Munich Cluster for Systems Neurology
print


Breadcrumb Navigation


Content

Press Release: New insights into the regeneration process of the zebrafish brain

SyNergy member Magdalena Götz and further scientists at Helmholtz Zentrum München (HMGU) have succeeded for the first time to directly observe stem cells in the brain of a vertebrate by means of live imaging. The observation of processes in the intact and injured brain led to an astonishing finding: Neurons are generated both by direct conversions of stem cells into postmitotic neurons and via intermediate progenitors amplifying the neuronal output. The study revealed changes in the behavior of stem cells underlying generation of additional neurons during regeneration, as the researchers reported in the journal "Science".

20.05.2015

2016_03_09_pm_ninkovic

Photo: Neural stem cells (green) in the Telencephalon of an adult Zebrafish
Source: HMGU

By means of live cell imaging, single stem cells were observed in intact and injured brains of adult zebrafish. The data show that adult neural stem cells (aNSCs) do not continually give rise to new neurons over a long period, as is often assumed, but do so only in a limited number. The direct conversion mode without cell division ultimately depletes the pool of aNSCs. This finding contradicts the current consensus of researchers that aNSCs give rise to many new neurons, which then later can be integrated as needed into the respectively required function in the neuronal network.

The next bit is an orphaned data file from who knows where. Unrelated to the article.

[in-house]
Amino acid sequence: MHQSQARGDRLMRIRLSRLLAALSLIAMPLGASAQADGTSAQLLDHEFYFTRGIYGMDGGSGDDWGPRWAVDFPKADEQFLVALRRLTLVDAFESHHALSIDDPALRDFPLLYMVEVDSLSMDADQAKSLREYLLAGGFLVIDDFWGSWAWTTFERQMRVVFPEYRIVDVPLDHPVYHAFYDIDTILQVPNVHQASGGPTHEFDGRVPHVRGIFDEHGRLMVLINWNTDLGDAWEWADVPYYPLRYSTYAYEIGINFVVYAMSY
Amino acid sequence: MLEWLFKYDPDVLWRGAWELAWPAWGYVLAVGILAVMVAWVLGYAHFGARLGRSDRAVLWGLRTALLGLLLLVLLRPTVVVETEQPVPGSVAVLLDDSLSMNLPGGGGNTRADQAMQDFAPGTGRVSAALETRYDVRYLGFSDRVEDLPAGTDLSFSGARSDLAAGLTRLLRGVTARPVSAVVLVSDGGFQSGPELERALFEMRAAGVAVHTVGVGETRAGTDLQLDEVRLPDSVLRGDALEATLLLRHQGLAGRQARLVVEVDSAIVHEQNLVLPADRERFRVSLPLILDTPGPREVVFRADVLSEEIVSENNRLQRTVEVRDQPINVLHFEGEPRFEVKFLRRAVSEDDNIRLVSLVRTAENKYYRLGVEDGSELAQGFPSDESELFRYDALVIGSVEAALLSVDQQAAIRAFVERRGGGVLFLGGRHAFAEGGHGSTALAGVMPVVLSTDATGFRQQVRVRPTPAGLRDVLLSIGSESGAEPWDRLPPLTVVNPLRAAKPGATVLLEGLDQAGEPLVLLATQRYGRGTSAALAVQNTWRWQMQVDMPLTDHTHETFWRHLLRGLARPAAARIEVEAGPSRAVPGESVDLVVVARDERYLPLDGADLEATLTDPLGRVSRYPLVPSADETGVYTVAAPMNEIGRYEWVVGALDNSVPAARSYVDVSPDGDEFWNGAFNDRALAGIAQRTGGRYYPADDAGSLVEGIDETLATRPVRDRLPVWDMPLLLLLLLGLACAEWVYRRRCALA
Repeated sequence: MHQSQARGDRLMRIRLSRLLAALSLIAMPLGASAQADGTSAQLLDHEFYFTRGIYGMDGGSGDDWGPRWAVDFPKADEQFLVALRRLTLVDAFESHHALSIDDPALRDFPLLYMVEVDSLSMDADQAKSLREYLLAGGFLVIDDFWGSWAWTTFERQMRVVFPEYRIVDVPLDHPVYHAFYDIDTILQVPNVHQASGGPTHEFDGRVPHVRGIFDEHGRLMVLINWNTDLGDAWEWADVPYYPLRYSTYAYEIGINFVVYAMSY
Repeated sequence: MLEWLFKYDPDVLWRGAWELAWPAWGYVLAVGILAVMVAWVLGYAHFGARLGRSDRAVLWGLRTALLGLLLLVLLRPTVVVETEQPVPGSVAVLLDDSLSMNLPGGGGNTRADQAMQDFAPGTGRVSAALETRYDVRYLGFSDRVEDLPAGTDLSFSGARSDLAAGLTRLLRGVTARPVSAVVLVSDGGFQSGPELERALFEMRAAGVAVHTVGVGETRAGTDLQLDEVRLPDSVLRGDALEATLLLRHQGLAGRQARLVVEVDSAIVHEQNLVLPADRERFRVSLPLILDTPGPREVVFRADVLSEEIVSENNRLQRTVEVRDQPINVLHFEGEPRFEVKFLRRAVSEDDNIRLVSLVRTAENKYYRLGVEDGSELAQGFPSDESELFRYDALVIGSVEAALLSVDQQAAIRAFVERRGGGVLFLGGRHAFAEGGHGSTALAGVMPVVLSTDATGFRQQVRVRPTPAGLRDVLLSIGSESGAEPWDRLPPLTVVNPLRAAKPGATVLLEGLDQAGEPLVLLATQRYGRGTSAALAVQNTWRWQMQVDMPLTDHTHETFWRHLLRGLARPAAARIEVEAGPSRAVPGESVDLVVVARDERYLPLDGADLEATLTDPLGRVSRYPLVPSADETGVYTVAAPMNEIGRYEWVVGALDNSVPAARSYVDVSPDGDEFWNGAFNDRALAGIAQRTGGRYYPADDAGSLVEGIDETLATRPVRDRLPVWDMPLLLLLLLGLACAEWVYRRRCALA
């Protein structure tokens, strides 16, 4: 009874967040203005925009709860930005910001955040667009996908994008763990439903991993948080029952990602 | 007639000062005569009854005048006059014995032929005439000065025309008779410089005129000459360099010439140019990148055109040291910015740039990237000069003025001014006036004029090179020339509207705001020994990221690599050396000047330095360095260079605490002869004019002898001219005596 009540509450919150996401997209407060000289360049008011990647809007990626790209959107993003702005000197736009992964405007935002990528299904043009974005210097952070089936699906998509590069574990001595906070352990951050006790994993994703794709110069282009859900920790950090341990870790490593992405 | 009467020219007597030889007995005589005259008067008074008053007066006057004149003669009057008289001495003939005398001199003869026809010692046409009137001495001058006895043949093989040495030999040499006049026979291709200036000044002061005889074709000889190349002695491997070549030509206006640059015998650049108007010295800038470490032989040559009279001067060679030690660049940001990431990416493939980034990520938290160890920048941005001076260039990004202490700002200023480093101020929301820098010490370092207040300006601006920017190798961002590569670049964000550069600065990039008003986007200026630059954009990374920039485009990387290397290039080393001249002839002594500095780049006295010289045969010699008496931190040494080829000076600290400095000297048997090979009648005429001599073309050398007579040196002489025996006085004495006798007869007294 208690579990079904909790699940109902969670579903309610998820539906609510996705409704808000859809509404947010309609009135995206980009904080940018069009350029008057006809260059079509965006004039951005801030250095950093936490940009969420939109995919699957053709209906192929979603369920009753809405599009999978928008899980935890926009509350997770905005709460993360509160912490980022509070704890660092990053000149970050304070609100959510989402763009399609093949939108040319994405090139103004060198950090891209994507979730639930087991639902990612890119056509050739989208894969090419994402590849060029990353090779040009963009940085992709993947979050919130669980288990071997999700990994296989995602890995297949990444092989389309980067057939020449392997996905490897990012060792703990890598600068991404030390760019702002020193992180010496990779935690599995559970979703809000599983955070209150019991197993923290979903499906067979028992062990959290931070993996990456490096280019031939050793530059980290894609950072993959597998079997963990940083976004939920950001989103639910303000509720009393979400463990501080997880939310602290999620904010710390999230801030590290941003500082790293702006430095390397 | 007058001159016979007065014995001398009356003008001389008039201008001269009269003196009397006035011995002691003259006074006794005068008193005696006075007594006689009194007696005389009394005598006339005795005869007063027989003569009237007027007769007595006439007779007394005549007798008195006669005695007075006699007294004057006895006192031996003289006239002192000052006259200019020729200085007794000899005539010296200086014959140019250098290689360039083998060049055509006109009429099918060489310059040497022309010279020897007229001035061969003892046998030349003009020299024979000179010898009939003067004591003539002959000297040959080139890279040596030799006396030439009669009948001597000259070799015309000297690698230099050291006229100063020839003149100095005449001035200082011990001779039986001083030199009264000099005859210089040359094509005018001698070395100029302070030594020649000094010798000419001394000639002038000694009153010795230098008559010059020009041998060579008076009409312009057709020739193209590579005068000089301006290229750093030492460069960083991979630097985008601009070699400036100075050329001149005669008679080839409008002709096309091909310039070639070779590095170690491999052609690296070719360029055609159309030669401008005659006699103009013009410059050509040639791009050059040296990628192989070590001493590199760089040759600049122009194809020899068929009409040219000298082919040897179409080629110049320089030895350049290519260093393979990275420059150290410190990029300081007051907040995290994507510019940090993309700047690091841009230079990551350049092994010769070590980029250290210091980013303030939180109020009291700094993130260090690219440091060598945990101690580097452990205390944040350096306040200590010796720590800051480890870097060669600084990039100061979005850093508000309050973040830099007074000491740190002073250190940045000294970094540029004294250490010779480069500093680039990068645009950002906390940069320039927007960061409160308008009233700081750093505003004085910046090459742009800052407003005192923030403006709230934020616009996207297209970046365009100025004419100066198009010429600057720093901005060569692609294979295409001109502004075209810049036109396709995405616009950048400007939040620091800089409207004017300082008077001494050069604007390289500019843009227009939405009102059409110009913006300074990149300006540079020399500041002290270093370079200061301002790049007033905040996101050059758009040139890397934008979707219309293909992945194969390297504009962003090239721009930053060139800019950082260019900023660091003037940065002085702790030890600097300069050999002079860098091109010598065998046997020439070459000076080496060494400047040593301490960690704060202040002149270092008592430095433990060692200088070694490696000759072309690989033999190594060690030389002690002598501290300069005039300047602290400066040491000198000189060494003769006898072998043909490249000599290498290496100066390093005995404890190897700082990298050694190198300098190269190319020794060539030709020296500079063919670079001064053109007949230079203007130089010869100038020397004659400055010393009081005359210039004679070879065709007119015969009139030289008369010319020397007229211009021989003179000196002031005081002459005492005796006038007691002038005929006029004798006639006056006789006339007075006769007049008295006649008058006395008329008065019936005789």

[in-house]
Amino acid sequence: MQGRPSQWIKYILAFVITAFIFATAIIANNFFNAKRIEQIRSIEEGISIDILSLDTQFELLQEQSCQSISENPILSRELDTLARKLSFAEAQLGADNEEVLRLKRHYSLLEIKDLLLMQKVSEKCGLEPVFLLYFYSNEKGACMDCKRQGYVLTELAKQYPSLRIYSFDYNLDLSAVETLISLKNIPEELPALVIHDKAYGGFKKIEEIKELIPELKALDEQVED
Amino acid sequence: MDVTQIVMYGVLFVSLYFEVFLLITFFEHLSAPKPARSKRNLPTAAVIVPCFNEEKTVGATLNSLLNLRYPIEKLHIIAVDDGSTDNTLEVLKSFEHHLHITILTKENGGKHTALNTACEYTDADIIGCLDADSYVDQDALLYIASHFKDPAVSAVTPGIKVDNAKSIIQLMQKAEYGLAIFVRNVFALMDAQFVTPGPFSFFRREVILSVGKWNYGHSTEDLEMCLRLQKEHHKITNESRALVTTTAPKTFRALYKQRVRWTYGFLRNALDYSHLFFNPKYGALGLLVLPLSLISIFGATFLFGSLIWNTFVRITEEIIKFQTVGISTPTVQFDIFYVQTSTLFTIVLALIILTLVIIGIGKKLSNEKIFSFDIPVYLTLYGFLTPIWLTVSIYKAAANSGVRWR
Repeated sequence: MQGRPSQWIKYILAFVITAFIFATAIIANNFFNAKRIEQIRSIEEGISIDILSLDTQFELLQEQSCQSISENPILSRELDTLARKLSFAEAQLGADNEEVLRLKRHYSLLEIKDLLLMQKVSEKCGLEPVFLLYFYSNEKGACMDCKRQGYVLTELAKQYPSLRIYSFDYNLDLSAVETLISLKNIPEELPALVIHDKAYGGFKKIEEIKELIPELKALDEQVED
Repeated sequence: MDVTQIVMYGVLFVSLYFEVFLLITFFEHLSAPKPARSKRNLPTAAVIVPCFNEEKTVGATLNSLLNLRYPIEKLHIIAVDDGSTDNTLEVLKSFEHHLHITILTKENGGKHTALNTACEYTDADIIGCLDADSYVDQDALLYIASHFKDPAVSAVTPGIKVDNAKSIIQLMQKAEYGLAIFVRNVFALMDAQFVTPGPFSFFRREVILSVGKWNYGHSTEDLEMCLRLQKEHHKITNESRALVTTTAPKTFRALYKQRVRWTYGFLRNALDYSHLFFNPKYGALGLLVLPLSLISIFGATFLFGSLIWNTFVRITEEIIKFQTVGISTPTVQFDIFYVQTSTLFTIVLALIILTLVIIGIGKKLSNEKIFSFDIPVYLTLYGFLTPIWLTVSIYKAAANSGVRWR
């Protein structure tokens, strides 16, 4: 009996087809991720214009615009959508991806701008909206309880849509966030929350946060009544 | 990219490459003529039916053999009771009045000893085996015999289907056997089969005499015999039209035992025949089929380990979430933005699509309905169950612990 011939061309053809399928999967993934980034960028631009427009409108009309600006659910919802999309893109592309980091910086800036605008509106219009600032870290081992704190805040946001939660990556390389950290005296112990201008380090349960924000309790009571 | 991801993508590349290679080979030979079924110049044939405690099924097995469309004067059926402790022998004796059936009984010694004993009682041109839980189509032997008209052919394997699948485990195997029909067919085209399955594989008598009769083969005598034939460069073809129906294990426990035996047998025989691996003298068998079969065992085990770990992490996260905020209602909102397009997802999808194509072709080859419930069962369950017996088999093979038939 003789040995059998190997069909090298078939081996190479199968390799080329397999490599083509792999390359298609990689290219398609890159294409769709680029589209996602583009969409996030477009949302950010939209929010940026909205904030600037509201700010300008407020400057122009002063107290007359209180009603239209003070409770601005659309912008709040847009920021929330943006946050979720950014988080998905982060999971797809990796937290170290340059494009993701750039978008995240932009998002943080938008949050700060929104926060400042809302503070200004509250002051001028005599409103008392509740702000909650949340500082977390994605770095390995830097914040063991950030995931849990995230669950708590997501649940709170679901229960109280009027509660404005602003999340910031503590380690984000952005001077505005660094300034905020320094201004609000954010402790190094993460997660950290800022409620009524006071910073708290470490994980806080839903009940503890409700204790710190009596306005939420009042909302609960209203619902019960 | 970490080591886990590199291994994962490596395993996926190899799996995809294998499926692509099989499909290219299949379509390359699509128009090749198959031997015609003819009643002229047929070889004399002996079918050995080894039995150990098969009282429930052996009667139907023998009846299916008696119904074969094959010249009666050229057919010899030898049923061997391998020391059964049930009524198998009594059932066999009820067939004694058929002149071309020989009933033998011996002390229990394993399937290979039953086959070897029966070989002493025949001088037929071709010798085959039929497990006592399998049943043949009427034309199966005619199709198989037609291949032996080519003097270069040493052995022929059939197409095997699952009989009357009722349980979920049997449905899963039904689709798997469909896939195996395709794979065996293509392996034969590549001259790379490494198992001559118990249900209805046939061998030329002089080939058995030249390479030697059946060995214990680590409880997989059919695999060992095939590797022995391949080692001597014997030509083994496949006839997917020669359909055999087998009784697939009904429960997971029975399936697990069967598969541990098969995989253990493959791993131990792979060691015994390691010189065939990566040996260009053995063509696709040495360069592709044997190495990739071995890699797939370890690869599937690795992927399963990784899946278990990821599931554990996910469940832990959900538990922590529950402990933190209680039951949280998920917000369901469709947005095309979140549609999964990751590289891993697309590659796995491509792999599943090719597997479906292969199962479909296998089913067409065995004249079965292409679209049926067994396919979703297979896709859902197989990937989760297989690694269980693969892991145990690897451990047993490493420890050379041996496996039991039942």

Press release of the Helmholtz Zentrum München

Mittels live imaging, der In-vivo-Beobachtung lebender Zellen, wurden einzelne Stammzellen in intakten und verletzten Gehirnen adulter Zebrafische beobachtet. Die Daten zeigen: Neurale Stammzellen liefern nicht über längere Zeit immer wieder neue Nervenzellen, wie vielfach angenommen, sondern nur eine begrenzte Anzahl. Zudem wird der Pool an Stammzellen verbraucht, indem diese sich ohne jede Teilung direkt in Neuronen umwandeln. Dieser Befund widerspricht der bisherigen Ansicht, neurale Stammzellen würden sehr viele neue Neuronen bilden, die dann zu einem späteren Zeitpunkt je nach Bedarf in der jeweils benötigten Funktion in das Nervennetz eingebaut würden.

Pressemeldung des Helmholtz Zentrums München